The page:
This show left me with a strange frustration, because part of me wants to really like it, simply because it's a part of history rife for speculation and good storylines. The other part of me felt confused by its choices and irritated by its historical inaccuracies. It also does not handle faith very well. Those "with it" are often hypocrites or driven by fear, and the rest of the characters never think about it at all -- a different and modern approach to "religion" that was not true of the early Puritan settlers. It's a soapy drama that is strong on feminism and thin on actual history.

Sexual Content
Several scenes of a sexual nature, in which they "start" and the camera cuts away, or are finishing the tryst (in one scene, the woman clearly is consenting against her will, after he has been violent with her). A widow has a sexual relationship with a man (they kiss and undress several times). The governor tells a slave to "breed with" a woman; this term is repeated several times, to her humiliation and rage. He urges another woman to seduce a man for information. Homosexuality is a theme in one episode, in which a man tells another man to be careful about his lovers in public. A very "feminine" man follows another man around town, flirting with him openly. He tries to seduce him (suggesting they make love, and removing his shirt) but the man refuses; later, upon discovering this man has both male and female parts (after he/she appears in town wearing a dress), they make love (not shown). They kiss several times. In a cringe-worthy scene, the man/woman undresses in front of a man and a woman to be "examined." One episode opens with a prolonged shot of backside nudity, in which an entire conversation takes place; there is other backside nudity in other episodes. Sexual innuendo. A man tells his wife that many of the men had same-sex partners before the women arrived. Cleavage on many of the gowns.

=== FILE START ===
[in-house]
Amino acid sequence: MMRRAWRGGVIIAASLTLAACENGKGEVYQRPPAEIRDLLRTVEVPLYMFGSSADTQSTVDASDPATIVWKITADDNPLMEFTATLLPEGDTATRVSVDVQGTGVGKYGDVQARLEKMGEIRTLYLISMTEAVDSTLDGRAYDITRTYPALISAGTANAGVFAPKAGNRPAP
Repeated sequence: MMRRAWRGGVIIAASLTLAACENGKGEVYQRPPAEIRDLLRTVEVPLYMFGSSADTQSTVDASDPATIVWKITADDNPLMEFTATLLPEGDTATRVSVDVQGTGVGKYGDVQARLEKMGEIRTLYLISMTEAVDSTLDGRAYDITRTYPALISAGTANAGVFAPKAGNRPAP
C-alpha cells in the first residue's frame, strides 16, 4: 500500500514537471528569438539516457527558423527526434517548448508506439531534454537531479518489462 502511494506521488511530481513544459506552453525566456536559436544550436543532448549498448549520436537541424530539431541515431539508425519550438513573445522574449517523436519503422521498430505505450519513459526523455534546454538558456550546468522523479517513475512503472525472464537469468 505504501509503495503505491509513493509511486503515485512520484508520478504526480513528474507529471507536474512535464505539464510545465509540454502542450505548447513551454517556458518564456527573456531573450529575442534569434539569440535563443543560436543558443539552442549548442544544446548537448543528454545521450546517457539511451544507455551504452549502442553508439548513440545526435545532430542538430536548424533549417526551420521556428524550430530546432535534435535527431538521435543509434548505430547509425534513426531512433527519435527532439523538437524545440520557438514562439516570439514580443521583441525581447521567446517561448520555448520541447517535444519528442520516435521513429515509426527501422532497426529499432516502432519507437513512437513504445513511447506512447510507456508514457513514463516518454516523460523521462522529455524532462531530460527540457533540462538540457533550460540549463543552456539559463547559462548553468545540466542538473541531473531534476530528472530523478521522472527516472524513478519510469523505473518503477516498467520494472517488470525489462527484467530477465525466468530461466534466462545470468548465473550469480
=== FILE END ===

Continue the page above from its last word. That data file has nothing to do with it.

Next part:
Language:
Verity is quite fond of the s-word; others use ass, cock (as slang and in terms of describing preening male behavior), piss, and other terms.
 
Violence:
Infrequent but gory. Men are axed in the face and arms, showing bloody wounds and open gashes. They are beaten. Slaves are whipped raw by cruel masters. A man has molten lead poured down his throat. A man is hanged and slowly suffocates to death, jerking and twitching while a crowd watches. A man cruelly brands a slave woman's face for having run away from her master. A woman attempts to smother a man to death, until she is called upon her "wickedness" (when another intrudes and asks her about a verse in the Bible).

Other:
A ghost torments the settlement; he is often shown as a decaying, sinister corpse. The women talk about communicating with him and attempt to do so, despite it being "against our faith." The governor uses religion as a weapon, although most of the time he is vicious, power-hungry, and cruel (he abuses his wife and manipulates his staff). Christian characters are portrayed as superstitious, foolish, or backwards-thinking.